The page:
Gaming may not be a feature on Twitch for the foreseeable future. Twitch spokesperson said that the company was “in the midst” of an investigation into the gambling habits on Twitch. The spokesperson explained that the move was made to “address scams and other harms associated with gambling sites that are not trustworthy.”
“We consider any harm that could occur to our community important,” the spokesperson says. “While we recognize that gambling content makes up just a small portion of Twitch content, we carefully examine it to ensure that our method minimizes any potential harm to the community,” Twitch states that resources for people suffering from gambling addiction are available in the Twitch Safety Center.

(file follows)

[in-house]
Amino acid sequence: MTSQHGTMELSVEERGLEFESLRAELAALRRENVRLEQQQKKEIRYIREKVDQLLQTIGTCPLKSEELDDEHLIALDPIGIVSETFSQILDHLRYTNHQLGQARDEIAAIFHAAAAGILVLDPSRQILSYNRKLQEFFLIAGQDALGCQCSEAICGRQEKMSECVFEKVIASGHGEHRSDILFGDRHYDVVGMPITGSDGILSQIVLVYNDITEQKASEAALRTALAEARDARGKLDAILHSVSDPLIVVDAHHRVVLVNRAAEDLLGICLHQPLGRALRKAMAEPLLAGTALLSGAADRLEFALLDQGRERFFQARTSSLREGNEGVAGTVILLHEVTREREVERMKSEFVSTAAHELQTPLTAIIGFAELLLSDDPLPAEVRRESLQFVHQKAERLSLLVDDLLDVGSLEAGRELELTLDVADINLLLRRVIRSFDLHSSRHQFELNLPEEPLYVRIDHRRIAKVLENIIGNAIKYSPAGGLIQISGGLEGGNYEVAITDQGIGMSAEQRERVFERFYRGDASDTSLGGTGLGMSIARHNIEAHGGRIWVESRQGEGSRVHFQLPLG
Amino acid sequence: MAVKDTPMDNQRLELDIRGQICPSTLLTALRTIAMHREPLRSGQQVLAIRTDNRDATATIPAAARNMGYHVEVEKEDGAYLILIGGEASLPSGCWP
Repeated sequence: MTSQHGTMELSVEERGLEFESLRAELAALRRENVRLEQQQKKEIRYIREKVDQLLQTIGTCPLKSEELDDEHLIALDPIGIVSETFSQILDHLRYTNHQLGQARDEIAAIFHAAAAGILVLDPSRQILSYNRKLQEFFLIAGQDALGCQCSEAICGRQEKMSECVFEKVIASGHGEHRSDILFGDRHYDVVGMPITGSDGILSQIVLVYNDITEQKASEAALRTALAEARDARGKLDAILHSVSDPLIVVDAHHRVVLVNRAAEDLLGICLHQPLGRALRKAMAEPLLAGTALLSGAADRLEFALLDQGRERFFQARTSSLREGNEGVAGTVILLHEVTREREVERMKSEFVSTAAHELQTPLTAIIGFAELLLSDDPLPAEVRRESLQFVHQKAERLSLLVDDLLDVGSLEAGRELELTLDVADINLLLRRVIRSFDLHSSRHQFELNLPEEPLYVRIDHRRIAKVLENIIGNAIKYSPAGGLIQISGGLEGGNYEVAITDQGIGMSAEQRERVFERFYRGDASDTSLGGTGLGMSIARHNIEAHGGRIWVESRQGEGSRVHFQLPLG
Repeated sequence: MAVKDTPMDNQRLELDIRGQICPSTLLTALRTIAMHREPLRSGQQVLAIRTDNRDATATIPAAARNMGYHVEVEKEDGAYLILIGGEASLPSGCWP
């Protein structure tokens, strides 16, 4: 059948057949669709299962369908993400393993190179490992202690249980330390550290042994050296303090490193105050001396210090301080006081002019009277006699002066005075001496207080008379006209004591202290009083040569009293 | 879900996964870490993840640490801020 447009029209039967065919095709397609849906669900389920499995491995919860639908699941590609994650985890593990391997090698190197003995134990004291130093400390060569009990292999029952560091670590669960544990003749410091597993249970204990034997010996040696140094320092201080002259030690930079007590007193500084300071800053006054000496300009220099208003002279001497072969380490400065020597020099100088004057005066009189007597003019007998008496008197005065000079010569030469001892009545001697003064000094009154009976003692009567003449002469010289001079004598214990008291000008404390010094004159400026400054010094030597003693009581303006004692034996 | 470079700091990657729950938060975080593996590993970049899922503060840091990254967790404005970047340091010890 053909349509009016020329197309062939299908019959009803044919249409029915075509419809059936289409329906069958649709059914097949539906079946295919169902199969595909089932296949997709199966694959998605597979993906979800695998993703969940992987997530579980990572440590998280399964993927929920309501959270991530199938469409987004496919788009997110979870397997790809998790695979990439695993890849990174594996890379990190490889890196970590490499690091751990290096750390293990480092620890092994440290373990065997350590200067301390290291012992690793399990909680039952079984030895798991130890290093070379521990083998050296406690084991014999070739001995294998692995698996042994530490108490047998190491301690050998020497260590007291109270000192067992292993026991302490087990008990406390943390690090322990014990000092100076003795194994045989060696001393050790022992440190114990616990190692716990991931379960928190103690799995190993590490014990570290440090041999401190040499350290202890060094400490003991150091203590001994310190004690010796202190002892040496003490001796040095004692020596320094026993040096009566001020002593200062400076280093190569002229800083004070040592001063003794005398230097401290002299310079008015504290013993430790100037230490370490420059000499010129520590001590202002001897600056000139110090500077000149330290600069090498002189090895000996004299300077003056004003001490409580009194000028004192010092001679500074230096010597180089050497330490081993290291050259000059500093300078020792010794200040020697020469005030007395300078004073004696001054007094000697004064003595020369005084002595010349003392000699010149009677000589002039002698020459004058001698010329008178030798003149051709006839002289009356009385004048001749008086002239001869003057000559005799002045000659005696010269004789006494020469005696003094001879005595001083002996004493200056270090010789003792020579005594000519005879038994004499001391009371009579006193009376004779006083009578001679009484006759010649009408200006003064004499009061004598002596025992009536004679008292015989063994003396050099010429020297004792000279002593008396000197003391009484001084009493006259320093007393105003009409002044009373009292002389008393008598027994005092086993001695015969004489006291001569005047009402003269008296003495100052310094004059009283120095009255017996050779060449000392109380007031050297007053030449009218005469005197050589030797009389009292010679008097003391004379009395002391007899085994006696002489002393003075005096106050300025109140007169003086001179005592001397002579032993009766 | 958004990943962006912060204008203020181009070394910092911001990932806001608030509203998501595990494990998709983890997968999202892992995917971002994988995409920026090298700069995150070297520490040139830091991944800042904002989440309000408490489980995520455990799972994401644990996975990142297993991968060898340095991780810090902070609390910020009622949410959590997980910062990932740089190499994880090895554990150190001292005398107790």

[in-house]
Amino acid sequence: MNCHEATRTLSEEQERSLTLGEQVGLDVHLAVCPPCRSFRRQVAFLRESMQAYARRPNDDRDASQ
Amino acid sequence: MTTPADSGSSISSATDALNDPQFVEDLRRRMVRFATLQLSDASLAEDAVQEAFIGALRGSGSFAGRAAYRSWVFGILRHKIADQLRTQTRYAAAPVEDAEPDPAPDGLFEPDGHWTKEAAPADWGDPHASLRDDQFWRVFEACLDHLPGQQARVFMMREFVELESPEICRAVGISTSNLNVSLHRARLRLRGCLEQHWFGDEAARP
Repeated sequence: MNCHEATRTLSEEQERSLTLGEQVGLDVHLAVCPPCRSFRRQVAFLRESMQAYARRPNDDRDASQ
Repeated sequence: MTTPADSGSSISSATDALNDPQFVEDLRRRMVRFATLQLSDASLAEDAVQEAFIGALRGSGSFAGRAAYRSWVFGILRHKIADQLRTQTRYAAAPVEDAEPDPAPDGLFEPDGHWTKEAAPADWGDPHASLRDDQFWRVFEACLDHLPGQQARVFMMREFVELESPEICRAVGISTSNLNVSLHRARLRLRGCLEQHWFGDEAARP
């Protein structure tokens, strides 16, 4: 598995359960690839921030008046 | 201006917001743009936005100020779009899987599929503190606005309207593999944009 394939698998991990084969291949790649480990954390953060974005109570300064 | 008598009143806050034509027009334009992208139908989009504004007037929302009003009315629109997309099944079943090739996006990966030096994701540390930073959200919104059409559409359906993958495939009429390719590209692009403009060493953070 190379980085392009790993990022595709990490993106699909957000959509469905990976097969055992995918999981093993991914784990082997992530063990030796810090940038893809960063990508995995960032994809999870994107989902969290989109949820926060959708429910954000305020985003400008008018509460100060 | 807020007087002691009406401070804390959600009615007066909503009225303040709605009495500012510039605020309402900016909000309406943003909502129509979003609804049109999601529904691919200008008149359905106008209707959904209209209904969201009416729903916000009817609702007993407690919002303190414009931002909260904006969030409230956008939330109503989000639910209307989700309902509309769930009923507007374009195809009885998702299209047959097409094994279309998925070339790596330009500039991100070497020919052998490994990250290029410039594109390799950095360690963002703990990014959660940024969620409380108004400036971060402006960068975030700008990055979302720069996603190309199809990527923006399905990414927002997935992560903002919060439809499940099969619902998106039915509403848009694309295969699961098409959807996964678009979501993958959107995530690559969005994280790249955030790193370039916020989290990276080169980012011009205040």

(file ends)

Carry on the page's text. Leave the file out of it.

Lengyel returns after a break of a year. He is a Canadian Twitch star with more than 11 million fans. Some 70,000 people watched Lengyel hit the virtual slot machine button repeatedly throughout July. Part of the fun of watching the stream is that the stakes tend to be absurdly high. Lengyel lost $164,000 in cryptocurrency in one recent broadcast stream in just 140 seconds. Lengyel did not respond to Bloomberg’s request for comments.
It’s not just gamers getting in on the action. In May, rapper Drake, also Canadian, allied with Stake to bet live on Twitch under the username StakeDrake. Drake started with $9 million and then placed single roulette bets worth up to $1,000,000, with $300,000. Viewers watched. Drake’s terms of a deal with Stake were kept private. Spokespeople for the rapper did not respond to a request for comment.